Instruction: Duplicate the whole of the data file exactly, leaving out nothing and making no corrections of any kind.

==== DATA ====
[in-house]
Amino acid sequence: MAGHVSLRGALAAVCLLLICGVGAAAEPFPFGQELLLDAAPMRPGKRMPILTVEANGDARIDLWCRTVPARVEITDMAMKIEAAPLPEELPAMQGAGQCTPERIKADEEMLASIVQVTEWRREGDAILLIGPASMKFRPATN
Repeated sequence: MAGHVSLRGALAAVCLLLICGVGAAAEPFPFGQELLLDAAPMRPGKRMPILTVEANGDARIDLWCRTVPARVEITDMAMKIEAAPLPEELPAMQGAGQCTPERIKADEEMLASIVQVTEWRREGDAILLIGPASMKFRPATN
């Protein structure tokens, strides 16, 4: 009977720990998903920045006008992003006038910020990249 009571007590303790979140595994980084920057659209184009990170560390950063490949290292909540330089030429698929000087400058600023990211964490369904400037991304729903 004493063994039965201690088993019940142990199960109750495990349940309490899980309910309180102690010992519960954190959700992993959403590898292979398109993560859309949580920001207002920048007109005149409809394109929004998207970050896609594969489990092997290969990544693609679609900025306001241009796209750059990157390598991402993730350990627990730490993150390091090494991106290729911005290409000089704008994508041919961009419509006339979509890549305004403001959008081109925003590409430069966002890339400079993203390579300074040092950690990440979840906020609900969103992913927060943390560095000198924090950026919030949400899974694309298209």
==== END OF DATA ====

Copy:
[in-house]
Amino acid sequence: MAGHVSLRGALAAVCLLLICGVGAAAEPFPFGQELLLDAAPMRPGKRMPILTVEANGDARIDLWCRTVPARVEITDMAMKIEAAPLPEELPAMQGAGQCTPERIKADEEMLASIVQVTEWRREGDAILLIGPASMKFRPATN
Repeated sequence: MAGHVSLRGALAAVCLLLICGVGAAAEPFPFGQELLLDAAPMRPGKRMPILTVEANGDARIDLWCRTVPARVEITDMAMKIEAAPLPEELPAMQGAGQCTPERIKADEEMLASIVQVTEWRREGDAILLIGPASMKFRPATN
């Protein structure tokens, strides 16, 4: 009977720990998903920045006008992003006038910020990249 009571007590303790979140595994980084920057659209184009990170560390950063490949290292909540330089030429698929000087400058600023990211964490369904400037991304729903 004493063994039965201690088993019940142990199960109750495990349940309490899980309910309180102690010992519960954190959700992993959403590898292979398109993560859309949580920001207002920048007109005149409809394109929004998207970050896609594969489990092997290969990544693609679609900025306001241009796209750059990157390598991402993730350990627990730490993150390091090494991106290729911005290409000089704008994508041919961009419509006339979509890549305004403001959008081109925003590409430069966002890339400079993203390579300074040092950690990440979840906020609900969103992913927060943390560095000198924090950026919030949400899974694309298209």